Join us at 11 a.m. at the Ventura downtown library on Saturday, February 16th!
The Ventura Reading Group began 2019 with an amazing potluck brunch (and lots of tea!). This year, in preparation for the AGM and the study of Northanger Abbey, the Ventura Reading Group will be delving into all aspects of the Gothic Novel. Appropriately, this month we read, ‘The Castle of Otranto’, by Horace Walpole, the very first gothic novel ever written.
Our group welcomes members from all corners of Ventura County (and sometimes even beyond!) on the 3rd Saturday of each month.
‘There is no surer foundation for a beautiful friendship than a mutual taste in literature.’ ~ P.G. Wodehouse
A Secret Sisterhood: The Literary Friendships of Jane Austen, Charlotte Brontë, George Eliot, and Virginia Woolf
Do the central relationships of the book belie its title? In her forward, Margaret Atwood speaks of “forgotten friendships” which seems rather more apt than the provocative “secret sisterhood.”
According to a number of reviewers the relationships between Charlotte Bronte and Mary Taylor and Virginia Woolf and Katherine Mansfield were well known. The friendship between Anne Sharp and Jane Austen, while not unknown, is expanded upon; the relationship between Harriet Beecher Stowe and George Eliot is referred to as more an on-off correspondence rather than the deeper relationships of the others.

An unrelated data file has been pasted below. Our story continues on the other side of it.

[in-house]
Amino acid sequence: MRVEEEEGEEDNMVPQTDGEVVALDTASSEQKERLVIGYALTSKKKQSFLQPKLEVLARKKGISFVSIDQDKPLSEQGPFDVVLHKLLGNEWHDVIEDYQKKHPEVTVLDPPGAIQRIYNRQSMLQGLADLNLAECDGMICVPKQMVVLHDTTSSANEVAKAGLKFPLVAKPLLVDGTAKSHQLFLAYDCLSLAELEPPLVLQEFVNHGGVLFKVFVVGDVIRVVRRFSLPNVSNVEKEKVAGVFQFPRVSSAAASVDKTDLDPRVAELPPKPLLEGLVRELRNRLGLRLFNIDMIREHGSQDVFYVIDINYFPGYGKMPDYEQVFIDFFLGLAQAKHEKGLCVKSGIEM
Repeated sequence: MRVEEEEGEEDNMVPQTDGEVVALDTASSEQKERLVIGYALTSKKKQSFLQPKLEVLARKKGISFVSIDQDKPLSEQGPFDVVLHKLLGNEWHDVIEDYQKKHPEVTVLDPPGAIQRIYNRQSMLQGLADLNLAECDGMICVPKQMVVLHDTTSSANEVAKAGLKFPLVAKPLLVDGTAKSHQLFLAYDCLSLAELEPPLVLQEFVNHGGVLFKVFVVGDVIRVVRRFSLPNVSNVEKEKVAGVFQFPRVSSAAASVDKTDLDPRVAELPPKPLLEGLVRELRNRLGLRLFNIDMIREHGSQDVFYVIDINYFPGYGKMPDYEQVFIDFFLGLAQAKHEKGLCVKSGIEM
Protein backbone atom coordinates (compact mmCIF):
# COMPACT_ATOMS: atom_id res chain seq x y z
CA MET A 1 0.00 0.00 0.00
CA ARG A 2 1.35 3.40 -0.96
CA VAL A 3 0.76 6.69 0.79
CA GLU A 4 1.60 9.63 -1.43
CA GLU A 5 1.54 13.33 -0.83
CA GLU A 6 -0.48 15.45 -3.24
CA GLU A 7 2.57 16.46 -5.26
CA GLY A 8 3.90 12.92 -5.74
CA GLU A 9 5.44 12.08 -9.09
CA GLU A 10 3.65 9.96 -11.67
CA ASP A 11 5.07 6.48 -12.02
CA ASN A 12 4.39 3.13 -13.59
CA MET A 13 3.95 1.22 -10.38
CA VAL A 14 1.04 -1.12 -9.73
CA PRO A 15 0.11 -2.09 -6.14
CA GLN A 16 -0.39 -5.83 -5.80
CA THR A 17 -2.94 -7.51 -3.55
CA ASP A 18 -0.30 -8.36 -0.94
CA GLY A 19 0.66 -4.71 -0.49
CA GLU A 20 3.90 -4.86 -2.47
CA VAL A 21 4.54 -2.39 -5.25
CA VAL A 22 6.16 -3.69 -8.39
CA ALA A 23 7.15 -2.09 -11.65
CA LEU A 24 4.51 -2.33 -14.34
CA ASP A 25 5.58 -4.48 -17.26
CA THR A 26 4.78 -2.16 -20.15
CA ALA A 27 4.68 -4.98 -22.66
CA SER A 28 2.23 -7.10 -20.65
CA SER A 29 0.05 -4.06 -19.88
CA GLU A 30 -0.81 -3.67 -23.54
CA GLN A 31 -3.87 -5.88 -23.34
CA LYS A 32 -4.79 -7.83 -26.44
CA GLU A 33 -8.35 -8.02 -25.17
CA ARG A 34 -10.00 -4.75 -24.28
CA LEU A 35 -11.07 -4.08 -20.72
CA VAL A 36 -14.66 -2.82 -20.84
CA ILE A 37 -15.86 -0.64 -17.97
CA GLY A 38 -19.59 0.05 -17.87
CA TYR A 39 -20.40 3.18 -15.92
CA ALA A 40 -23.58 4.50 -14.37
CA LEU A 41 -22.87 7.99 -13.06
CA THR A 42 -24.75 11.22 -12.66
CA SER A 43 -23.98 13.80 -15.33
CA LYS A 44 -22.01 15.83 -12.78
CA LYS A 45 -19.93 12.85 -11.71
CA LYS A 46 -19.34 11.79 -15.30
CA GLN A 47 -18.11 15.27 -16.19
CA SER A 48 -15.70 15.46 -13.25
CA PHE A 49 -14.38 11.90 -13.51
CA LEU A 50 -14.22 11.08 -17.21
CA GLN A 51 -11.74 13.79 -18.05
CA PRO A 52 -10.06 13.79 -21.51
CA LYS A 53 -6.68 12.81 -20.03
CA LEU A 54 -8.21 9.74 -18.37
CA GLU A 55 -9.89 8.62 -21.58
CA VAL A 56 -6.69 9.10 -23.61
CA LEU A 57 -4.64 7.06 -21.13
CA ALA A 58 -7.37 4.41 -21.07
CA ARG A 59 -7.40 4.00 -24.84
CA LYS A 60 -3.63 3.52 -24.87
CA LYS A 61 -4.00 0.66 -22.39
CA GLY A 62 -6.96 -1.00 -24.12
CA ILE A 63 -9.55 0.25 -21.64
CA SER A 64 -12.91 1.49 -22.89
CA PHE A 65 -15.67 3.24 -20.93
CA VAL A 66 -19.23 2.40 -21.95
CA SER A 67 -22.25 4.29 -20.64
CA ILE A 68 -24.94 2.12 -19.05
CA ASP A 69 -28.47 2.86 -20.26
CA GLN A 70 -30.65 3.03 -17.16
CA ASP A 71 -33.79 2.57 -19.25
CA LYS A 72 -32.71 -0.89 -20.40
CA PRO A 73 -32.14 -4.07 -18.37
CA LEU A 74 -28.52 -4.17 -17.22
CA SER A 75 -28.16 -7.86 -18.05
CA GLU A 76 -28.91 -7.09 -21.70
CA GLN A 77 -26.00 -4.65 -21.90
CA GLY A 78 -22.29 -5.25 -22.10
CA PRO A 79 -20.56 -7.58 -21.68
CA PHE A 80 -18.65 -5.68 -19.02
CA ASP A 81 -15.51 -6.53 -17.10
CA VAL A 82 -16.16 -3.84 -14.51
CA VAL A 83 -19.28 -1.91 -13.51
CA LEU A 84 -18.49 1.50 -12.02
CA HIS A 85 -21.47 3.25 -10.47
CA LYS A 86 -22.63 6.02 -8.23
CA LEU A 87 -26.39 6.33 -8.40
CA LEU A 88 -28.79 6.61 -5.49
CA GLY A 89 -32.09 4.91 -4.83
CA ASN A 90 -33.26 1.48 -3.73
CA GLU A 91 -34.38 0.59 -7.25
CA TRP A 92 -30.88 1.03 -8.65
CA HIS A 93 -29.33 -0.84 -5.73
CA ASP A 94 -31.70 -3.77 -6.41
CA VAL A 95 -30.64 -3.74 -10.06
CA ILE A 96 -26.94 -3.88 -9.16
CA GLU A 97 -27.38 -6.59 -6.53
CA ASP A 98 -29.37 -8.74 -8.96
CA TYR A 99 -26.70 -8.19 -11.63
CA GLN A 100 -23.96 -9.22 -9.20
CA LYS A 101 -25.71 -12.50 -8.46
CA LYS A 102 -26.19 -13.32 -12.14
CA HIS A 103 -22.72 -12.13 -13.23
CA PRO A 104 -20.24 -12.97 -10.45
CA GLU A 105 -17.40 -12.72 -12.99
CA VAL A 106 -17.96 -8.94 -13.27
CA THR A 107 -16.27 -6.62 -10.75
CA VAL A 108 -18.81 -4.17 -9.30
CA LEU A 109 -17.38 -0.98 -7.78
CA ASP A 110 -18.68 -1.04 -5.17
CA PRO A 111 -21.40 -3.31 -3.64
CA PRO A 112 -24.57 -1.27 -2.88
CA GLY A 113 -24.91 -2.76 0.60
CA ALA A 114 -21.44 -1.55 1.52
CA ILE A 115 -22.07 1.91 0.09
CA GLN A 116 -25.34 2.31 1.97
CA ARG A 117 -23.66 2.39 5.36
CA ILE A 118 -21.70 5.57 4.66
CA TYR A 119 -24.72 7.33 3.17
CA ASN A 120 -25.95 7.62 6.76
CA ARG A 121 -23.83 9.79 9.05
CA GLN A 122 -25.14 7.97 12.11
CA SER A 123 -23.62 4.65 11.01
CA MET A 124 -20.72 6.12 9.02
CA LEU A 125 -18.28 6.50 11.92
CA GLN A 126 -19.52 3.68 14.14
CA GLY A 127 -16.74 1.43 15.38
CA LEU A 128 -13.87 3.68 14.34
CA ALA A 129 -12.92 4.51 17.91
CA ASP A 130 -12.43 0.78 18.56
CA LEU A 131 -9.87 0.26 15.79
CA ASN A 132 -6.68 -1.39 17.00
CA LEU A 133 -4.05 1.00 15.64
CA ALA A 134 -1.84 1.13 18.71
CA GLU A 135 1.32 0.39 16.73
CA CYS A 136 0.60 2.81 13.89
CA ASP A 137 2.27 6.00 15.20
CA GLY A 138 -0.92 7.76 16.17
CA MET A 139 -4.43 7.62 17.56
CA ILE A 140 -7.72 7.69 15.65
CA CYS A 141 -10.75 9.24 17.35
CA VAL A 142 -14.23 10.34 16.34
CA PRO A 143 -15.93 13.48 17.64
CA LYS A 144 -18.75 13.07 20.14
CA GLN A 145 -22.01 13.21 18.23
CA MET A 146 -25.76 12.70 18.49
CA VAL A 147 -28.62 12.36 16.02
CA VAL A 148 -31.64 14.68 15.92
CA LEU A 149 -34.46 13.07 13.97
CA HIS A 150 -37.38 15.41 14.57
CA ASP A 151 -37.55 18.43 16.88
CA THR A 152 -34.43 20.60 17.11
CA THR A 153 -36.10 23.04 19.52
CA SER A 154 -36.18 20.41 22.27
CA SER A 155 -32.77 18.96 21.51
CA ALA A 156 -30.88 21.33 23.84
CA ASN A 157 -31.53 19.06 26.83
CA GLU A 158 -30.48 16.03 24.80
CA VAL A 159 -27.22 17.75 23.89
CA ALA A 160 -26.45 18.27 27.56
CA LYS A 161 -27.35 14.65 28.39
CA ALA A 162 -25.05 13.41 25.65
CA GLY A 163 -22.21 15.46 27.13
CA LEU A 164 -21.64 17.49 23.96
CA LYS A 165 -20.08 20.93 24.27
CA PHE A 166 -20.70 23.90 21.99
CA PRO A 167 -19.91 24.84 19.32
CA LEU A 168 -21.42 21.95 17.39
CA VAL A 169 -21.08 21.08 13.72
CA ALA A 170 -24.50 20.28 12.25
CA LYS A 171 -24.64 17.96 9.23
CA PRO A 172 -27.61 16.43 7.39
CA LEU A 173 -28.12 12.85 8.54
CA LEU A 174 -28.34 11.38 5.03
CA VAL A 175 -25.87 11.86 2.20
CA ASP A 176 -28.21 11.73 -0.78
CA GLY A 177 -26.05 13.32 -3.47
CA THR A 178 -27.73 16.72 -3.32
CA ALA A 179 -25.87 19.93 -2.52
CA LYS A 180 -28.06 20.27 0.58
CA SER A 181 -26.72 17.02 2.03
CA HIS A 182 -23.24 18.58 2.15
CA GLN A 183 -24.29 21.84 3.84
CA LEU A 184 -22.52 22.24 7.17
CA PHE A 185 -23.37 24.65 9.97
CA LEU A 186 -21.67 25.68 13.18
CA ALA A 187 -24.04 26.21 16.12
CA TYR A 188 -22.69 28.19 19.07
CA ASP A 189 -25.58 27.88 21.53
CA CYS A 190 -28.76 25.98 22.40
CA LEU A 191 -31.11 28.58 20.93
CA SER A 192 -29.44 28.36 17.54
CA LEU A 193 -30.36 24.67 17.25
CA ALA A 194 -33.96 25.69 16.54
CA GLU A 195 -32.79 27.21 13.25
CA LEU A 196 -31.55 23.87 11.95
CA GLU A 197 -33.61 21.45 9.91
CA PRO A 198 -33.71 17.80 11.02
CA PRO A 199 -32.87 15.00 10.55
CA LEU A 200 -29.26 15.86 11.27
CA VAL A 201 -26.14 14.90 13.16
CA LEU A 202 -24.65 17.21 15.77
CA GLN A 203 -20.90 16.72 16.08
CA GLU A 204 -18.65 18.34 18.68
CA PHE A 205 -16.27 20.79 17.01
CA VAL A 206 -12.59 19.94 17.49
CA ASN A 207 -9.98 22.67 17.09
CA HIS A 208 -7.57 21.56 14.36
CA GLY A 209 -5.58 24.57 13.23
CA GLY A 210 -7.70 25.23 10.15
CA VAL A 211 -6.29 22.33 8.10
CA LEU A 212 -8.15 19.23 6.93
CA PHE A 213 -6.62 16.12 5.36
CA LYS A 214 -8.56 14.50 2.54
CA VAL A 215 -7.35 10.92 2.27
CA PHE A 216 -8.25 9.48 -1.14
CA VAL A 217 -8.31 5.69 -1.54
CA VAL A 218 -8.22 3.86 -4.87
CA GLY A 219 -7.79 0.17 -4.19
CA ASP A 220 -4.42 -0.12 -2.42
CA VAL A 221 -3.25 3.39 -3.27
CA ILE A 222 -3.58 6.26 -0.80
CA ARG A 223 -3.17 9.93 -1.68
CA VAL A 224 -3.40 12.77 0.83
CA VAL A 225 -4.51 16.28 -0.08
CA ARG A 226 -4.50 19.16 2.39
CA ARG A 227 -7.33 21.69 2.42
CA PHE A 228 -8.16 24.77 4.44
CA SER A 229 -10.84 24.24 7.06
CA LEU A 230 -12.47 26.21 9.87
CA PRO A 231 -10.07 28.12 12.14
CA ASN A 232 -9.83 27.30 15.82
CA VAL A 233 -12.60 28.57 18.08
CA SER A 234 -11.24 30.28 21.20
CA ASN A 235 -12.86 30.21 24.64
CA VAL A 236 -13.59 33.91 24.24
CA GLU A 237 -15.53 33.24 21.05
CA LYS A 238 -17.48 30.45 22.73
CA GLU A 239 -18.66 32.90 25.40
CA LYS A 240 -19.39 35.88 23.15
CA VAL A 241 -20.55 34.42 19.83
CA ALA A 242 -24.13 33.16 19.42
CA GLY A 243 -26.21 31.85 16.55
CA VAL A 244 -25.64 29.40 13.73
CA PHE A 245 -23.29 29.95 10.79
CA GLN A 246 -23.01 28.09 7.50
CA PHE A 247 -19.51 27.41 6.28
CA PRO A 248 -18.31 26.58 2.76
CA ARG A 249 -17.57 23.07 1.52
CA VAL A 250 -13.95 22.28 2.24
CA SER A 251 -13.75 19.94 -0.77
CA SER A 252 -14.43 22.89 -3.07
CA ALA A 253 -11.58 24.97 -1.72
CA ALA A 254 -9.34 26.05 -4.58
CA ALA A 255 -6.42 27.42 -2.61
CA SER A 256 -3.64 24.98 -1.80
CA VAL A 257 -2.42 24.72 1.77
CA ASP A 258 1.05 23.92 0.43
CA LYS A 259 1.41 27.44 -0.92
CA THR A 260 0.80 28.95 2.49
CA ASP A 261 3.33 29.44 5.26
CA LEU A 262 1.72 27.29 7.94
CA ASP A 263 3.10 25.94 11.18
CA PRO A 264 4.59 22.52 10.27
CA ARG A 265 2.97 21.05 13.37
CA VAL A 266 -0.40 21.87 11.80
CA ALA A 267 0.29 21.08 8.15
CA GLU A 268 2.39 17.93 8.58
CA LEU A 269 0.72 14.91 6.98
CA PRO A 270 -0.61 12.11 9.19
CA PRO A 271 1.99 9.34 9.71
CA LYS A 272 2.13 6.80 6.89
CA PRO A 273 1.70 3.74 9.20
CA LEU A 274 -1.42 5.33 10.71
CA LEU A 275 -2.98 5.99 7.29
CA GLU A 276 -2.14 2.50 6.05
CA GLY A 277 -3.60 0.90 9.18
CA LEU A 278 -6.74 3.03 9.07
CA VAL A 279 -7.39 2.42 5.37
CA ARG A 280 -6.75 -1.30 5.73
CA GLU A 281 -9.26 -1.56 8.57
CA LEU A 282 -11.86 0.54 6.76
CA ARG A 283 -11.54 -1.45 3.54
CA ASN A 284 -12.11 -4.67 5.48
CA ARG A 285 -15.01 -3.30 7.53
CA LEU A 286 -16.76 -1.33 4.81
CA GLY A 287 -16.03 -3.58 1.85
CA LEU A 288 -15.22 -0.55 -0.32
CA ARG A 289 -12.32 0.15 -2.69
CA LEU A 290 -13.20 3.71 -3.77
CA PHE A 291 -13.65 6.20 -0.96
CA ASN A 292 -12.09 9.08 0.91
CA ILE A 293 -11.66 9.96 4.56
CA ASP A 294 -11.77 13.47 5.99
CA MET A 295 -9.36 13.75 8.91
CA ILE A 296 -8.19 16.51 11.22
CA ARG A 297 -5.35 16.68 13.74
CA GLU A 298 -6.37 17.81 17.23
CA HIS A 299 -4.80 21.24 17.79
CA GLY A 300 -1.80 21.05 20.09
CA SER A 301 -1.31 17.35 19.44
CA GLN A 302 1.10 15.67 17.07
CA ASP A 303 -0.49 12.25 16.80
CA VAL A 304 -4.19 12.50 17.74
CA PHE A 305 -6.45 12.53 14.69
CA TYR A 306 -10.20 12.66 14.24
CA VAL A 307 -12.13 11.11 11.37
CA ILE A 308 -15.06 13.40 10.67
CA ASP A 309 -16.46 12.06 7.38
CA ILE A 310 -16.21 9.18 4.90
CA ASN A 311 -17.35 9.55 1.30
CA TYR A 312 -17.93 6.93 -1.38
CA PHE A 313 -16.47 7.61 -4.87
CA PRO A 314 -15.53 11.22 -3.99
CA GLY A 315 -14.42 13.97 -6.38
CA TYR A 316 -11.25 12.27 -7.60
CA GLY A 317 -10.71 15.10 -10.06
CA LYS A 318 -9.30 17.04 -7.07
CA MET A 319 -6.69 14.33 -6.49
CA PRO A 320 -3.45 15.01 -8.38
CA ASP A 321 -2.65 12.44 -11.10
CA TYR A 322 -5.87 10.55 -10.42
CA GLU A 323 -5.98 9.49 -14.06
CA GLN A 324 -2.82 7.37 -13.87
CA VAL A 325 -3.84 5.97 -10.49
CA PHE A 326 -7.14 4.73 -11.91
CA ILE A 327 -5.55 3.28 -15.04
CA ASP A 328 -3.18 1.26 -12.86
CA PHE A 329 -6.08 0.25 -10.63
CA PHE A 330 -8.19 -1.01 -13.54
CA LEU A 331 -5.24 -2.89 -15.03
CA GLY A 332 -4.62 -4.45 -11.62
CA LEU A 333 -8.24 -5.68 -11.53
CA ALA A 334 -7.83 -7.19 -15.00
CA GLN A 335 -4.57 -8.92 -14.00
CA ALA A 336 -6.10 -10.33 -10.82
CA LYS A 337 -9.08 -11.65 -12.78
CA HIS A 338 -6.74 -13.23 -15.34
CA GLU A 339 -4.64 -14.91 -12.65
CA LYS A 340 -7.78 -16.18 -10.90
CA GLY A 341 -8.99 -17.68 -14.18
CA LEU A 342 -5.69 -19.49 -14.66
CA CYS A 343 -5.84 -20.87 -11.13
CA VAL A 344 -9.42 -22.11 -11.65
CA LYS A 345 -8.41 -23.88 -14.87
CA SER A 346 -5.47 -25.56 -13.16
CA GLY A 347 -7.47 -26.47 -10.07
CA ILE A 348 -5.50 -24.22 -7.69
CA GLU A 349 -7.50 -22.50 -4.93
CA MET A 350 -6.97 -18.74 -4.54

Do you find that the book is about more than the mere facts of these friendships?
What was the impact of these friendships on the writings of the women? Do Midorikawa and Sweeney seem to be saying that these pairs of writers provided support and encouragement and sounding boards for each other that were unavailable from other sources, such as family or male friends and acquaintances?
In the epilogue, the authors state “Four decades after the death of Jane Austen, George Eliot read the work of her forebear before embarking on her first novel. Some seventy years later, Virginia Woolf’s book-length essay of A Room of One’s Own, published in 1929, acknowledged the debt she owed, not just to Jane, but also to Charlotte and Marian. ”
What did you think of the writing style of the authors? Engaging? Dry? Academic? Informal?
The earliest biographers of Charlotte Bronte, George Eliot and particularly Jane Austen created a mythology around them of eccentric, sometimes lonely women who toiled in isolation, publishing under pseudonyms or anonymously. Do you think this “misinformation”affected the literary reputations of these writers?
The authors indicate that the motivation of Jane Austen’s family (particularly Cassandra) for actively omitting Anne Sharp from any account of the author’s life was more than just the unsuitable crossing of class boundaries. If you agree with their assertion of jealousy as primary motive, what does that say about Jane and Cassandra’s relationship?
The epilogue continues the narrative by mentioning 20th Century pairs of female writers: Winifred Holtby & Vera Brittain; Jean Rhys & Eliot Bliss; Zora Neale Hurston & Marjorie Kinnan Rawlings; Maya Angelou & Toni Morrison. Did you find these glimpses of more tales of female literary pairings tantalizing—did they make you want to delve further into these stories?
The authors themselves show us an example of modern literary friendship and support, in addition to collaboration in writing this book. Is this an added layer of interest to the narrative, or is the insertion of their own story a distraction from the focus of the book?